What you need to know before you choose a school

Studying in Canada can give you an edge when you apply for permanent residence. It can also help you become a Canadian citizen faster.

Graduates of Canadian schools have advantages because they usually have:

  • Canadian diplomas, degrees and certificates
  • English or French language skills
  • Canadian work experience
  • Youth

Apply early!

  It can take time to process your application.

Check processing times for the country you’re applying from to see how long it usually takes to process applications.

You can get the most out of your Canadian studies by doing some research first. The choices you make, from the type of program to the region where you study, can make it easier for you to live and work in Canada permanently.

On this page:

Post-graduation work permit eligibility

Some schools offer programs that will make you eligible for a special type of work permit called a post-graduation work permit. A post-graduation work permit is

  • an open work permit that allows you to work for almost any employer in Canada
  • an opportunity for you to get the work experience you need for some of our immigration programs

Check the designated learning institution list to see which schools offer these programs.

Canadian work experience

To immigrate through many of our programs, you need to have the right kind of work experience.

We use the National Occupational Classification system to classify jobs. As a student, you may have opportunities to get Canadian work experience. This includes opportunities to work:

  • on-campus
  • off-campus
  • as a co-op student or intern as part of your study program

These are valuable experiences, but only the work you do after you graduate will count when you apply for permanent residence.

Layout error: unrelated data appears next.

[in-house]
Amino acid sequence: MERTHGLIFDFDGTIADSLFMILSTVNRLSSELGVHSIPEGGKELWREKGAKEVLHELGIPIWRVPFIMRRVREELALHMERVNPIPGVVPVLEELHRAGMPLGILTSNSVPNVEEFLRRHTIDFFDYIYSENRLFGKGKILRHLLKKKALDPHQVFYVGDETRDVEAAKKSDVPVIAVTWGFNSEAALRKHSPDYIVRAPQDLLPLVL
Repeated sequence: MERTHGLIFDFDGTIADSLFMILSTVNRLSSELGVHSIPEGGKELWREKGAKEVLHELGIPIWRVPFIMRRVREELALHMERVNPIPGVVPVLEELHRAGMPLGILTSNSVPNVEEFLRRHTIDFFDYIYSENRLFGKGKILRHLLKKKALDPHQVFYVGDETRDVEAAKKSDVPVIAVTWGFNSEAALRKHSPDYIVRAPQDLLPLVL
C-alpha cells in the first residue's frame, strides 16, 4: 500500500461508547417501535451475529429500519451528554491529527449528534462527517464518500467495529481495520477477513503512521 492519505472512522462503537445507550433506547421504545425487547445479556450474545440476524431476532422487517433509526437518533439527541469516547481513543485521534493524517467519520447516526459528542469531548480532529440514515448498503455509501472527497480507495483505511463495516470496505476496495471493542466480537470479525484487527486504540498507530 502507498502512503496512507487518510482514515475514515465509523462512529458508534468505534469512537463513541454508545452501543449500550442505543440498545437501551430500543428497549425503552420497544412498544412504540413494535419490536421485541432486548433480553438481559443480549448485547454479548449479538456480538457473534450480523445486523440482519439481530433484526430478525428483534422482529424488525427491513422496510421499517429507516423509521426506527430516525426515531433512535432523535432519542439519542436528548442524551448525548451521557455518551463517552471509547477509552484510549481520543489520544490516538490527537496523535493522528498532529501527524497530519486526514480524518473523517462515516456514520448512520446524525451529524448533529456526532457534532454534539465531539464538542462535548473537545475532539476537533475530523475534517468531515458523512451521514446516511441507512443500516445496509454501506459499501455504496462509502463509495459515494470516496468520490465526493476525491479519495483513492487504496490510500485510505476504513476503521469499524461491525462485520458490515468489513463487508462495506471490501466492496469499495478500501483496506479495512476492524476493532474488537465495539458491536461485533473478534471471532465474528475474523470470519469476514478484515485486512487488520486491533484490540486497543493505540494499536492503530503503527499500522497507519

That’s why it’s important to use the post-graduation work permit to get the kind of work experience that will make you eligible for an immigration program.

Here’s a National Occupational Classification cheat sheet that shows the type of work experience you need for each program:

Skill type 0 (management jobs) Level A (professional jobs) Level B (technical jobs and skilled trades) Level C (intermediate jobs) Level D (labour jobs)
Provincial Nominee Program (varies by province)

Regional and provincial programs and pilots

As you narrow down your choices of where to study, research what is offered by the province or territory where the schools are located. Some might be a better match for you than others.

Most provinces and territories in Canada can nominate immigrants for permanent residence through the Provincial Nominee Program. These immigrants must have the skills, education and work experience to contribute to the economy of that province or territory. They must also want to live there.

What each province offers

To be nominated by a province or territory, you must follow the instructions on their website and contact them directly:


Quebec has a special agreement with the Government of Canada on immigration. The province has its own rules for choosing immigrants who will adapt well to living there.

Atlantic Immigration Pilot

The Atlantic Immigration Pilot provides a path to permanent residence for graduates from publicly -funded schools in:

  • New Brunswick
  • Nova Scotia
  • Prince Edward Island
  • Newfoundland and Labrador

Other immigration programs

Check out our immigration program cheat sheet to see what’s available and what you need to be eligible.

Page details

Date modified: